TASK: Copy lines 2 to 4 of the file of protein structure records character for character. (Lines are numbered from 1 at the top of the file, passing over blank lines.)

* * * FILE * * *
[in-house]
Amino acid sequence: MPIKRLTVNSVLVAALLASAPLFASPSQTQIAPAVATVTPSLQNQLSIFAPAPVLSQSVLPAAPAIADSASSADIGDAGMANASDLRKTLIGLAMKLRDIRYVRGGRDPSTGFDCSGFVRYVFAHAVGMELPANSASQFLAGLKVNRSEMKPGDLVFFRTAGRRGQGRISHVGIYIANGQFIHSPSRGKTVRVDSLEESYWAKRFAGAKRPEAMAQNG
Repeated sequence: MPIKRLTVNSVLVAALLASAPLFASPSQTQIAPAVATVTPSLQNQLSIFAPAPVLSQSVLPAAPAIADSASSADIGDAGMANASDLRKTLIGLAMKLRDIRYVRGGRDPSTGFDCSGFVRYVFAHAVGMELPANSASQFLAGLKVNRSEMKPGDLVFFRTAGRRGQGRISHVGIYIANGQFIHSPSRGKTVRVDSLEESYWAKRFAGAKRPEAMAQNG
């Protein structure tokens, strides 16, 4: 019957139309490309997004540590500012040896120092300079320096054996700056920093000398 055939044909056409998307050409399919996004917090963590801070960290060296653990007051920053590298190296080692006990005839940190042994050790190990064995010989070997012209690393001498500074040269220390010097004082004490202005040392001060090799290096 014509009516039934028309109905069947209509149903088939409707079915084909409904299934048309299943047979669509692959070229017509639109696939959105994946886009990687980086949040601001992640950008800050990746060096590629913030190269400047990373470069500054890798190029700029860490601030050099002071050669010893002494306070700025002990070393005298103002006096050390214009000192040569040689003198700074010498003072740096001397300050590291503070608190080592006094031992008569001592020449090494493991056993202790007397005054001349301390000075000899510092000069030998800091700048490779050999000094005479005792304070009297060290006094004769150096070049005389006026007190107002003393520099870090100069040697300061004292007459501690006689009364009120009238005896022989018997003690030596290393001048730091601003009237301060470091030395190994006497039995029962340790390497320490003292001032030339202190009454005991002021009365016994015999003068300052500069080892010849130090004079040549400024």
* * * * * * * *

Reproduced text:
Amino acid sequence: MPIKRLTVNSVLVAALLASAPLFASPSQTQIAPAVATVTPSLQNQLSIFAPAPVLSQSVLPAAPAIADSASSADIGDAGMANASDLRKTLIGLAMKLRDIRYVRGGRDPSTGFDCSGFVRYVFAHAVGMELPANSASQFLAGLKVNRSEMKPGDLVFFRTAGRRGQGRISHVGIYIANGQFIHSPSRGKTVRVDSLEESYWAKRFAGAKRPEAMAQNG
Repeated sequence: MPIKRLTVNSVLVAALLASAPLFASPSQTQIAPAVATVTPSLQNQLSIFAPAPVLSQSVLPAAPAIADSASSADIGDAGMANASDLRKTLIGLAMKLRDIRYVRGGRDPSTGFDCSGFVRYVFAHAVGMELPANSASQFLAGLKVNRSEMKPGDLVFFRTAGRRGQGRISHVGIYIANGQFIHSPSRGKTVRVDSLEESYWAKRFAGAKRPEAMAQNG
């Protein structure tokens, strides 16, 4: 019957139309490309997004540590500012040896120092300079320096054996700056920093000398 055939044909056409998307050409399919996004917090963590801070960290060296653990007051920053590298190296080692006990005839940190042994050790190990064995010989070997012209690393001498500074040269220390010097004082004490202005040392001060090799290096 014509009516039934028309109905069947209509149903088939409707079915084909409904299934048309299943047979669509692959070229017509639109696939959105994946886009990687980086949040601001992640950008800050990746060096590629913030190269400047990373470069500054890798190029700029860490601030050099002071050669010893002494306070700025002990070393005298103002006096050390214009000192040569040689003198700074010498003072740096001397300050590291503070608190080592006094031992008569001592020449090494493991056993202790007397005054001349301390000075000899510092000069030998800091700048490779050999000094005479005792304070009297060290006094004769150096070049005389006026007190107002003393520099870090100069040697300061004292007459501690006689009364009120009238005896022989018997003690030596290393001048730091601003009237301060470091030395190994006497039995029962340790390497320490003292001032030339202190009454005991002021009365016994015999003068300052500069080892010849130090004079040549400024």